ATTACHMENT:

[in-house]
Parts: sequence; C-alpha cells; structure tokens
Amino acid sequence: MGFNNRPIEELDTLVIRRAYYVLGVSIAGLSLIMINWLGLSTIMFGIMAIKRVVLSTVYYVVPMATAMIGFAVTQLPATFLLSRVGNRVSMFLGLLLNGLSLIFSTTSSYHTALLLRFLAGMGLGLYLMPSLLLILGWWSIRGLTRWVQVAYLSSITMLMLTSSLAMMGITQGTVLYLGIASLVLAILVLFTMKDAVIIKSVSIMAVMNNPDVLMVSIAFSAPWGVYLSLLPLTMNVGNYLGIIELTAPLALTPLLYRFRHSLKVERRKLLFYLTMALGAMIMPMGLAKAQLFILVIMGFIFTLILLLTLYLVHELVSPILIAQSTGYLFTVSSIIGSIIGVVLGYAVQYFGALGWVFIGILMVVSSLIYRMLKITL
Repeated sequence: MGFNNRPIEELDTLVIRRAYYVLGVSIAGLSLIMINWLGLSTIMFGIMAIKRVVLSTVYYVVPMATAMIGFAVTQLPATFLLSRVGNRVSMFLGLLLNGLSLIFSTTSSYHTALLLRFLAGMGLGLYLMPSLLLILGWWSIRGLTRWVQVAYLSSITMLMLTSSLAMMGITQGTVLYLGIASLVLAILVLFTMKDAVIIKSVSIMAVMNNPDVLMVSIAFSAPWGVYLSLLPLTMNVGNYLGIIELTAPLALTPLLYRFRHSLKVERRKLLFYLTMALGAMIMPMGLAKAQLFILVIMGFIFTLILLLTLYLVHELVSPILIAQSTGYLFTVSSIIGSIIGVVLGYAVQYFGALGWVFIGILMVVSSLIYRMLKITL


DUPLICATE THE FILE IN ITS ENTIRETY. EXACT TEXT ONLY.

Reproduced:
[in-house]
Parts: sequence; C-alpha cells; structure tokens
Amino acid sequence: MGFNNRPIEELDTLVIRRAYYVLGVSIAGLSLIMINWLGLSTIMFGIMAIKRVVLSTVYYVVPMATAMIGFAVTQLPATFLLSRVGNRVSMFLGLLLNGLSLIFSTTSSYHTALLLRFLAGMGLGLYLMPSLLLILGWWSIRGLTRWVQVAYLSSITMLMLTSSLAMMGITQGTVLYLGIASLVLAILVLFTMKDAVIIKSVSIMAVMNNPDVLMVSIAFSAPWGVYLSLLPLTMNVGNYLGIIELTAPLALTPLLYRFRHSLKVERRKLLFYLTMALGAMIMPMGLAKAQLFILVIMGFIFTLILLLTLYLVHELVSPILIAQSTGYLFTVSSIIGSIIGVVLGYAVQYFGALGWVFIGILMVVSSLIYRMLKITL
Repeated sequence: MGFNNRPIEELDTLVIRRAYYVLGVSIAGLSLIMINWLGLSTIMFGIMAIKRVVLSTVYYVVPMATAMIGFAVTQLPATFLLSRVGNRVSMFLGLLLNGLSLIFSTTSSYHTALLLRFLAGMGLGLYLMPSLLLILGWWSIRGLTRWVQVAYLSSITMLMLTSSLAMMGITQGTVLYLGIASLVLAILVLFTMKDAVIIKSVSIMAVMNNPDVLMVSIAFSAPWGVYLSLLPLTMNVGNYLGIIELTAPLALTPLLYRFRHSLKVERRKLLFYLTMALGAMIMPMGLAKAQLFILVIMGFIFTLILLLTLYLVHELVSPILIAQSTGYLFTVSSIIGSIIGVVLGYAVQYFGALGWVFIGILMVVSSLIYRMLKITL